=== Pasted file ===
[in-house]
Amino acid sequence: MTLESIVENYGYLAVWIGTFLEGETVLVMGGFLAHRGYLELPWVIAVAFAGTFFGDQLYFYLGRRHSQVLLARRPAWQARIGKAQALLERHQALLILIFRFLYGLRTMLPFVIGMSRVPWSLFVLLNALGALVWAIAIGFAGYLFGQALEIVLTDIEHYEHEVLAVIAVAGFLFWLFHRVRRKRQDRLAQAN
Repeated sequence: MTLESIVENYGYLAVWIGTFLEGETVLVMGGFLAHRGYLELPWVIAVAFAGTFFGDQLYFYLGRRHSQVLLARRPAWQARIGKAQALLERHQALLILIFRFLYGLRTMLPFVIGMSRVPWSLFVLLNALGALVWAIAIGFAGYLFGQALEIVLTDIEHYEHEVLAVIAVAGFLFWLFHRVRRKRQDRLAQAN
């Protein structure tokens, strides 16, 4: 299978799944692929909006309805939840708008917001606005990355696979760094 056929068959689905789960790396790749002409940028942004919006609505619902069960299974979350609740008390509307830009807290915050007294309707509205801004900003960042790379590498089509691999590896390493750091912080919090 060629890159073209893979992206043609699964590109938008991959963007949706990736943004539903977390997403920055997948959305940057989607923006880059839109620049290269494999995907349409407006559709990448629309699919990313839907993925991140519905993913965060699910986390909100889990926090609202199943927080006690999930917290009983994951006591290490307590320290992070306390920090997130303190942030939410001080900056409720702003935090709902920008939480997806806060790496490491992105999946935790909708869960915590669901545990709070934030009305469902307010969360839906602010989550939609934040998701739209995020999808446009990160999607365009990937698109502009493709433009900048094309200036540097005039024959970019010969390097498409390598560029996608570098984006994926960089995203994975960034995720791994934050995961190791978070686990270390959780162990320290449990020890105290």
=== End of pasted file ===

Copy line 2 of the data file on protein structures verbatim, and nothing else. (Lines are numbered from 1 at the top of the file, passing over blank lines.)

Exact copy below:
Amino acid sequence: MTLESIVENYGYLAVWIGTFLEGETVLVMGGFLAHRGYLELPWVIAVAFAGTFFGDQLYFYLGRRHSQVLLARRPAWQARIGKAQALLERHQALLILIFRFLYGLRTMLPFVIGMSRVPWSLFVLLNALGALVWAIAIGFAGYLFGQALEIVLTDIEHYEHEVLAVIAVAGFLFWLFHRVRRKRQDRLAQAN